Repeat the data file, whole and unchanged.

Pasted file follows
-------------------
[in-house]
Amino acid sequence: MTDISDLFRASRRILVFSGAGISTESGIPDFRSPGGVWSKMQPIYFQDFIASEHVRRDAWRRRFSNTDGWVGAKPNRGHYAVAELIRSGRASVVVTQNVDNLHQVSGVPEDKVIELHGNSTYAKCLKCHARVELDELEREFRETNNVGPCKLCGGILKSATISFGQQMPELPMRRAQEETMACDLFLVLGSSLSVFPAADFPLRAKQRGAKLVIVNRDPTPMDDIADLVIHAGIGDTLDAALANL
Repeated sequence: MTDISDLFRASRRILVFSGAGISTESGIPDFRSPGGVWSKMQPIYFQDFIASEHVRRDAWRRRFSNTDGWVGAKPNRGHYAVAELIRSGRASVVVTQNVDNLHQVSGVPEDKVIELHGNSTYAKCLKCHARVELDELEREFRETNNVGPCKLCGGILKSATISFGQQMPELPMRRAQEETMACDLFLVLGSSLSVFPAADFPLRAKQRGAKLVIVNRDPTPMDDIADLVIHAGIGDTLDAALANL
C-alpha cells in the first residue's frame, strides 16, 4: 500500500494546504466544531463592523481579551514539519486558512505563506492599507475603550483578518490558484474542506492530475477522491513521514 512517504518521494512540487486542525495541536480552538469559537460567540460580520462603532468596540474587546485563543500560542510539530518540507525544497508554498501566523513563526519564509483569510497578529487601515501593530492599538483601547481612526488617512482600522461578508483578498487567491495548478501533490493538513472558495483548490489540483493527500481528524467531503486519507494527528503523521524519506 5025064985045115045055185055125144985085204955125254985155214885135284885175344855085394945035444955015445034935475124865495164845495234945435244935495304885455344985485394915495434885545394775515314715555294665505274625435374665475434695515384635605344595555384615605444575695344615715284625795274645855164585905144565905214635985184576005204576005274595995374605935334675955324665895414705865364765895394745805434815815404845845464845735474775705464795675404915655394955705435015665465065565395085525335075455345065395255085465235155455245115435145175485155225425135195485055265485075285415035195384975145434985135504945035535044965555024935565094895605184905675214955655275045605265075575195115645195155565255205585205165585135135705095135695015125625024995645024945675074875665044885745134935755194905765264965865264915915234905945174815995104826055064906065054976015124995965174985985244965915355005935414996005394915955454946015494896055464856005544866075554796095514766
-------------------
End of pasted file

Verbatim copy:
[in-house]
Amino acid sequence: MTDISDLFRASRRILVFSGAGISTESGIPDFRSPGGVWSKMQPIYFQDFIASEHVRRDAWRRRFSNTDGWVGAKPNRGHYAVAELIRSGRASVVVTQNVDNLHQVSGVPEDKVIELHGNSTYAKCLKCHARVELDELEREFRETNNVGPCKLCGGILKSATISFGQQMPELPMRRAQEETMACDLFLVLGSSLSVFPAADFPLRAKQRGAKLVIVNRDPTPMDDIADLVIHAGIGDTLDAALANL
Repeated sequence: MTDISDLFRASRRILVFSGAGISTESGIPDFRSPGGVWSKMQPIYFQDFIASEHVRRDAWRRRFSNTDGWVGAKPNRGHYAVAELIRSGRASVVVTQNVDNLHQVSGVPEDKVIELHGNSTYAKCLKCHARVELDELEREFRETNNVGPCKLCGGILKSATISFGQQMPELPMRRAQEETMACDLFLVLGSSLSVFPAADFPLRAKQRGAKLVIVNRDPTPMDDIADLVIHAGIGDTLDAALANL
C-alpha cells in the first residue's frame, strides 16, 4: 500500500494546504466544531463592523481579551514539519486558512505563506492599507475603550483578518490558484474542506492530475477522491513521514 512517504518521494512540487486542525495541536480552538469559537460567540460580520462603532468596540474587546485563543500560542510539530518540507525544497508554498501566523513563526519564509483569510497578529487601515501593530492599538483601547481612526488617512482600522461578508483578498487567491495548478501533490493538513472558495483548490489540483493527500481528524467531503486519507494527528503523521524519506 5025064985045115045055185055125144985085204955125254985155214885135284885175344855085394945035444955015445034935475124865495164845495234945435244935495304885455344985485394915495434885545394775515314715555294665505274625435374665475434695515384635605344595555384615605444575695344615715284625795274645855164585905144565905214635985184576005204576005274595995374605935334675955324665895414705865364765895394745805434815815404845845464845735474775705464795675404915655394955705435015665465065565395085525335075455345065395255085465235155455245115435145175485155225425135195485055265485075285415035195384975145434985135504945035535044965555024935565094895605184905675214955655275045605265075575195115645195155565255205585205165585135135705095135695015125625024995645024945675074875665044885745134935755194905765264965865264915915234905945174815995104826055064906065054976015124995965174985985244965915355005935414996005394915955454946015494896055464856005544866075554796095514766